Turkey Allows Israeli Diplomat to Visit Couple Detained on Suspicion of Espionage

Jonathan Lis
Jonathan Lis
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Natalie and Mordi Oknin in Istanbul, Turkey, last week.
Natalie and Mordi Oknin in Istanbul, Turkey, last week. Credit: Facebook
Jonathan Lis
Jonathan Lis

A representative from the Israeli consulate in Turkey will visit the Israeli couple detained in Istanbul since last week on suspicion of espionage, the Foreign Ministry said Monday. 

Though the date of the visit has not yet been set, Israel's embassy in Ankara and the Consulate General of Istanbul are arranging a visit as soon as possible. The ministry said that Turkish approval of the visit was obtained after "intense diplomatic efforts in recent days."

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Natalie and Mordi Oknin are being held by Turkish authorities after they were accused of “political and military espionage” by an Istanbul court, which decided that they must held until their trial. Turkish officials have not made any demands in exchange for their release, nor used the arrest to apply pressure on Israel.

In addition, the Israeli Foreign Ministry said it had decided to send Rina Djerassi, the head of the ministry’s consular division, to Istanbul “to strengthen” Israel’s diplomatic staff and “advance a number of consular issues.”

Media reports interpreted her trip as an attempt to resolve the situation in agreement with Turkish authorities. This step is needed in light of the current state of relations between the two countries.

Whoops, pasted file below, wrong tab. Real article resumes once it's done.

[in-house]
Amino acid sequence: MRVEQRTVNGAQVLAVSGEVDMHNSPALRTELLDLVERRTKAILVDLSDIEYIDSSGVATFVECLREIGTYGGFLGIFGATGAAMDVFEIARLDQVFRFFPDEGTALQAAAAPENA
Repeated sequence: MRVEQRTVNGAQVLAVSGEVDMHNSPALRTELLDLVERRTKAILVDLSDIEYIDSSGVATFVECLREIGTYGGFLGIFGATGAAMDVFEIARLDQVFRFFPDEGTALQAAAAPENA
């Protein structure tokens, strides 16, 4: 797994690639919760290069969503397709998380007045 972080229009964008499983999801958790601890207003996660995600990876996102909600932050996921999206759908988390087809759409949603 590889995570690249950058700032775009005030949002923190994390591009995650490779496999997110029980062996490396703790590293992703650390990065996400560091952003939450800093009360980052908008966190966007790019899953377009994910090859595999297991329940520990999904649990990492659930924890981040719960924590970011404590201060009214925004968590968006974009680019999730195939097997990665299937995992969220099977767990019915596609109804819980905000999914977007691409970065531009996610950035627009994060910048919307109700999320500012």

Ankara and Jerusalem both withdrew their respective ambassadors following the U.S. recognition of Jerusalem as Israel’s capital in 2017, though the Israeli embassy in Ankara remains open.

Last week on Tuesday, the Oknins, both residents of Modi'in in their 40s, were arrested on suspicion of espionage after photographing the Dolmabahce Palace while standing on a communication building in Istanbul.

Foreign Minister Yair Lapid, the first Israeli official to address the matter, said Friday evening he was in contact with the couple's family and ruled out that they might have been working for an Israeli agency. The Foreign Ministry hopes an official from the ministry will visit the couple as soon as possible, Lapid added.

The couple's lawyer, Nir Yaslovitzh, said Turkey's state prosecution was indeed seeking a charge of espionage.

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